The ancillary provisions of the final rule require employers to perform workplace exposure assessments, establish methods to control exposures, provide respiratory protection and other personal protective equipment (PPE) when needed, maintain housekeeping procedures, and provide workers with training specific to beryllium in the workplace. Employers are also required to offer medical surveillance to employees who work under certain conditions, including those who are exposed above the action level (AL) for 30 days in one year, show symptoms of CBD, or are recommended for medical surveillance by a physician or other licensed health care professional (PLHCP).
On June 27, 2017, OSHA published a notice of proposed rulemaking (NPRM) to revoke the ancillary provisions of the beryllium standards for the construction and shipyard industries. The proposal acknowledged that other OSHA standards apply to operations such as abrasive blasting and welding that most commonly create exposures to beryllium in those industries, and sought feedback on whether those existing standards provided adequate protection for workers. While OSHA began enforcing the new PEL and STEL across general industry, construction and shipyards in May 2018, OSHA stated it would not enforce the ancillary provisions in the latter two industries until after it had the opportunity to incorporate feedback received for the NPRM into a new rulemaking.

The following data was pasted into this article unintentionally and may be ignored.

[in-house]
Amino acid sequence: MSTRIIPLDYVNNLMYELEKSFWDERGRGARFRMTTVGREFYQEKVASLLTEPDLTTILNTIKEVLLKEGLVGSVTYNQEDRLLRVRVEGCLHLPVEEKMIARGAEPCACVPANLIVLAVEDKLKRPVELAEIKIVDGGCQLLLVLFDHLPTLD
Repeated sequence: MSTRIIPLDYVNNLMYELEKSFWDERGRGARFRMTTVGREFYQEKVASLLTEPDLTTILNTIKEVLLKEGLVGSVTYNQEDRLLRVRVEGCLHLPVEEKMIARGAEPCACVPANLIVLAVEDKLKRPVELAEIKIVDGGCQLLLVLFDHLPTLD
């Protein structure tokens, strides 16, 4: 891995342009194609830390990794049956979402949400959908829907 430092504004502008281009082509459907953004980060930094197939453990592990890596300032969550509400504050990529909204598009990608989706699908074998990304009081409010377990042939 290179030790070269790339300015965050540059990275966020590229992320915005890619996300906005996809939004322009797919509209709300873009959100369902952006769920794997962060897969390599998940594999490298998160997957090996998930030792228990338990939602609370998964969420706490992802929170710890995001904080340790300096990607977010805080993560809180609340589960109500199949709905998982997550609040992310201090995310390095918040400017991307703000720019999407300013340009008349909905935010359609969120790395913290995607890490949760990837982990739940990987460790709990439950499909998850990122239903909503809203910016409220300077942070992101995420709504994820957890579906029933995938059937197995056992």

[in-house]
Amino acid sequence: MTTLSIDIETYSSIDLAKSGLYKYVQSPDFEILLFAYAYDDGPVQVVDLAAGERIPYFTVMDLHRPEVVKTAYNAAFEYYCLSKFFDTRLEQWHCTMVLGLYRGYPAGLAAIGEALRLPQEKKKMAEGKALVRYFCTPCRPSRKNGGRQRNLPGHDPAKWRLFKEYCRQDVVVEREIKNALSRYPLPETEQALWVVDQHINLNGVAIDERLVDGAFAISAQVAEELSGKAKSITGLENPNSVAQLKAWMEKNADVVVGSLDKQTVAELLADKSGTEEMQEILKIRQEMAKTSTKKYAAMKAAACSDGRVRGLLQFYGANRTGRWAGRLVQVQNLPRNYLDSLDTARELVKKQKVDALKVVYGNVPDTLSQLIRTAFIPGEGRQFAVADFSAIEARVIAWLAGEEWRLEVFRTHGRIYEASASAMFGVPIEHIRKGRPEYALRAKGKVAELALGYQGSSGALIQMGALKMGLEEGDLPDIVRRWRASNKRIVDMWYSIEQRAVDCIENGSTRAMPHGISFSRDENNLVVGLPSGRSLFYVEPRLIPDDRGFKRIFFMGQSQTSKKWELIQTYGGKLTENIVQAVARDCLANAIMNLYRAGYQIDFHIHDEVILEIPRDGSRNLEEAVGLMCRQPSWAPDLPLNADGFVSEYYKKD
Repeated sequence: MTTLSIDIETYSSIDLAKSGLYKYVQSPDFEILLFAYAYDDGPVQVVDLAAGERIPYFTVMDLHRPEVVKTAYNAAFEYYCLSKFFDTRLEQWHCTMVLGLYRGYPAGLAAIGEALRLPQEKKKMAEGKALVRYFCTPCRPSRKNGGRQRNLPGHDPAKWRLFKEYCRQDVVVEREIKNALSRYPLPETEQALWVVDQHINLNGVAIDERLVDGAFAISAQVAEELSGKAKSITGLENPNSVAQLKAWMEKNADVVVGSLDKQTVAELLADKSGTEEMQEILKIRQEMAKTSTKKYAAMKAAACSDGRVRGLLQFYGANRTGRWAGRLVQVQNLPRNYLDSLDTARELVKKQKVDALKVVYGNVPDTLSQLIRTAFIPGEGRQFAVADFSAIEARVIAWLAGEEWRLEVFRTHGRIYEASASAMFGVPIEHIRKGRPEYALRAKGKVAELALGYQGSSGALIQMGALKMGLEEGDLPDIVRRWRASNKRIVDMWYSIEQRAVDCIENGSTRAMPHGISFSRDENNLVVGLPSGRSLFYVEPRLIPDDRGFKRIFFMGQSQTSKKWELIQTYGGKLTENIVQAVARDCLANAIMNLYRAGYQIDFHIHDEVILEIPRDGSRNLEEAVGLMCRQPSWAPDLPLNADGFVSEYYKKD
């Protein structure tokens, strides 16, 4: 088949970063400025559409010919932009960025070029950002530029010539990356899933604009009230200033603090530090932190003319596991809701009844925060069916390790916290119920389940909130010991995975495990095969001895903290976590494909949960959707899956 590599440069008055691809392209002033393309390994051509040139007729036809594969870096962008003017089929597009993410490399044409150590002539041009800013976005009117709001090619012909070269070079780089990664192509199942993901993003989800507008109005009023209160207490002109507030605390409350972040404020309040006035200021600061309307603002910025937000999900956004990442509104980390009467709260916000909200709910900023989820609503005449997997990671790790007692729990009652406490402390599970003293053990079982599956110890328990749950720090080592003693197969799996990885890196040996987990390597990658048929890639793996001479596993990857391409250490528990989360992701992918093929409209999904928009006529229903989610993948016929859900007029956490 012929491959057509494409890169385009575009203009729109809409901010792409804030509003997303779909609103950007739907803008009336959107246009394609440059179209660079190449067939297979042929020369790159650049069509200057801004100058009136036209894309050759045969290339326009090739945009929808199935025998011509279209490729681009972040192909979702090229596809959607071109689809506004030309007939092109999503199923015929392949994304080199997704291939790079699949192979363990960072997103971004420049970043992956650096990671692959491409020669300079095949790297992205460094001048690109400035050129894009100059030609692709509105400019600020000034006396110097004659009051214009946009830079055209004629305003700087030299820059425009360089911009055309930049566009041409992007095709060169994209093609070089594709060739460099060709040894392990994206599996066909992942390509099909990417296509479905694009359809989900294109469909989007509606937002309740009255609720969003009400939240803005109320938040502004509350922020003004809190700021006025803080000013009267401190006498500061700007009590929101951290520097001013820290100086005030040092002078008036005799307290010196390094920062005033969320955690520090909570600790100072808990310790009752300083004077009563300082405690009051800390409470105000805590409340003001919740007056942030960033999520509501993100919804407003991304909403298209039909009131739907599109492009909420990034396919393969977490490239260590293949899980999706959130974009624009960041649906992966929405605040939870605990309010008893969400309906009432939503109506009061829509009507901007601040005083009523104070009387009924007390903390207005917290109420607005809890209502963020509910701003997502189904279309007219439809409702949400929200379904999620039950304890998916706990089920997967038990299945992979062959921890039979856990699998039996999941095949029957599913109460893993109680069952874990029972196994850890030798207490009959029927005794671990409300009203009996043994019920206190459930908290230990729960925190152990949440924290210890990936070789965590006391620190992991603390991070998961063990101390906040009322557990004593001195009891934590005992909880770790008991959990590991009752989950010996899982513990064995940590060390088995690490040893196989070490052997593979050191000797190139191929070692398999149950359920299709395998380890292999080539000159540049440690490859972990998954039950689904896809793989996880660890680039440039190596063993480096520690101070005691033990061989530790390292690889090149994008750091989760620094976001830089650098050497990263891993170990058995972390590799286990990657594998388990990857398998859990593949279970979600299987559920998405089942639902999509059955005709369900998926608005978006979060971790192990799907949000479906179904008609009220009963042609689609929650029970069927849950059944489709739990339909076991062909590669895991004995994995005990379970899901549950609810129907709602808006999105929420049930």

What Does the Final Rule Do?
OSHA’s new final rule incorporates feedback the agency received following its 2017 NPRM. Drawing on that stakeholder input, the final rule retains all of the ancillary provisions of the beryllium standard for the construction and shipyard industries, and establishes a compliance deadline of September 30, 2020.
The summary of the final rule states, “OSHA finds that other OSHA standards do not duplicate the requirements of the ancillary provisions in the beryllium standards for construction and shipyards in their entirety. Thus revoking all of the ancillary provisions….would be inconsistent with OSHA’s statutory mandate to protect workers from the demonstrated significant risks of material impairment of health resulting from exposure to beryllium and beryllium compounds.”
The one exception to the September 30, 2020 compliance date is for enforcement of the new PEL and STEL, which have already been in effect since 2018. The text of the final rule explicitly states that the current exposure limits will remain in effect.